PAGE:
29/07/2015 11:45 BST | Updated 29/07/2015 12:59 BST

Jack The Ripper Museum Built Instead Of Site To Celebrate East End Women, Sparks Fury

A museum intended to recognise and celebrate the women of East London has instead been dedicated to notorious prostitute serial killer Jack the Ripper.

The scheme, put forward by former Google diversity chief Mark Palmer-Edgecumbe, promised “the first women’s museum in the UK”.

But when residents saw the subject matter had changed to detailing the brutal murders of women in the 19th century, as opposed to celebrating their history, they were furious.

Jack the Ripper Museum

The building in Cable Street in Whitechapel is painted black and red and features a sinister silhouette of a man in Victorian dress for its logo.

Opponents to the museum now think it represents misogyny rather than women’s achievements.

The planning application compiled by Mr Palmer-Edgecumbe’s architects, Waugh Thistleton, last year featured women from a range of ethnic backgrounds campaigning for equal pay and rights.

<Application compiled by Waugh Thistleton and submitted to Tower Hamlets Council shows photos of suffragettes and campaigners through history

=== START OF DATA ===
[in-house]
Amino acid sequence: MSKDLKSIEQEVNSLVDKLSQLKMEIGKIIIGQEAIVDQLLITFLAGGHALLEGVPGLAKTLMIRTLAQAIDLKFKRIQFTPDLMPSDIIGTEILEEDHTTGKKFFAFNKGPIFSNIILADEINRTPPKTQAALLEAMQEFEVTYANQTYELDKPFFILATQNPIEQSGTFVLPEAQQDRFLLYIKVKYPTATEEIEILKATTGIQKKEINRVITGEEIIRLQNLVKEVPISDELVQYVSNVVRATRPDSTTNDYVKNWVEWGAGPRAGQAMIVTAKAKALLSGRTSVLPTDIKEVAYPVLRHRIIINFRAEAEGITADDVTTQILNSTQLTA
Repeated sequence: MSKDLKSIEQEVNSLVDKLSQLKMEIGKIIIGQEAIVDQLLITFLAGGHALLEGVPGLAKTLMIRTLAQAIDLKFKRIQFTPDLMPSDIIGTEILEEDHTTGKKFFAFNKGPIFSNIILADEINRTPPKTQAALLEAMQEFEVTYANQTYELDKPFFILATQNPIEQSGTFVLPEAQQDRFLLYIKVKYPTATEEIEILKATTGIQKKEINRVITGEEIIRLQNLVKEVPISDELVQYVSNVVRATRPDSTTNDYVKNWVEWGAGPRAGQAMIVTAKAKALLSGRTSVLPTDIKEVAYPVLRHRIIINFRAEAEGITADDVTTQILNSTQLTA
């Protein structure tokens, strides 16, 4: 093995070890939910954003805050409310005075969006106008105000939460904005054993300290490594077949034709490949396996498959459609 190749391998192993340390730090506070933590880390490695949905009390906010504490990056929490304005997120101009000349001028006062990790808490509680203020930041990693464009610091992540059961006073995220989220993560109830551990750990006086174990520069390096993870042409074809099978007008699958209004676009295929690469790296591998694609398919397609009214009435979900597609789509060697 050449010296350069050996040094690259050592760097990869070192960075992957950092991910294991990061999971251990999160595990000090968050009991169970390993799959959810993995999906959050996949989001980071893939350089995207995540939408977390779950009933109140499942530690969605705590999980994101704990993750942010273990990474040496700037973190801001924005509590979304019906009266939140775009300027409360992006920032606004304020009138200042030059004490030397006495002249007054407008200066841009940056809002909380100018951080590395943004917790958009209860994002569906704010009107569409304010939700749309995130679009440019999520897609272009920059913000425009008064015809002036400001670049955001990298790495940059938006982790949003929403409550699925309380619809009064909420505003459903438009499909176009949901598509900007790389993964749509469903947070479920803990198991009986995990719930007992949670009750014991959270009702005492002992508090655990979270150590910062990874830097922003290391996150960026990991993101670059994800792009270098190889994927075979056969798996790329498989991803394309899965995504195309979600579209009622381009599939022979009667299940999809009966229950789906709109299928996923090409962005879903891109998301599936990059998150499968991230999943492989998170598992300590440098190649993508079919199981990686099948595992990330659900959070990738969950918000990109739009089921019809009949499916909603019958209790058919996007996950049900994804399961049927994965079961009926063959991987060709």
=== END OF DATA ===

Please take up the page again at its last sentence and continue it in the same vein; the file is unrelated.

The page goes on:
The document submitted to Tower Hamlets Council in August 2014 detailed the museum's "mission and purpose".

The application states: "Our missing is to inspire a passion for, and understanding of, the history of women in East London and beyond.

"We will do this through increasing public awareness, appreciation and understanding of the role of London's women in the social, political and cultural heritage of London."

It promised to "create a world class museum" that will depict women's contribution to British history.

People are outraged that the purpose of the museum has changed, as the role of women through history has been "reduced to a red smudge".

The museum is set to open next Tuesday. Residents want the council to look at whether they can reverse the decision to give it the green light.

The Evening Standard reports that Mr Palmer-Edgecumbe said: “We did plan to do a museum about social history of women but as the project developed we decided a more interesting angle was from the perspective of the victims of Jack the Ripper.

“It is absolutely not celebrating the crime of Jack the Ripper but looking at why and how the women got in that situation in the first place.”

Tower Hamlets Council has been approached for comment regarding the change of use of premises.


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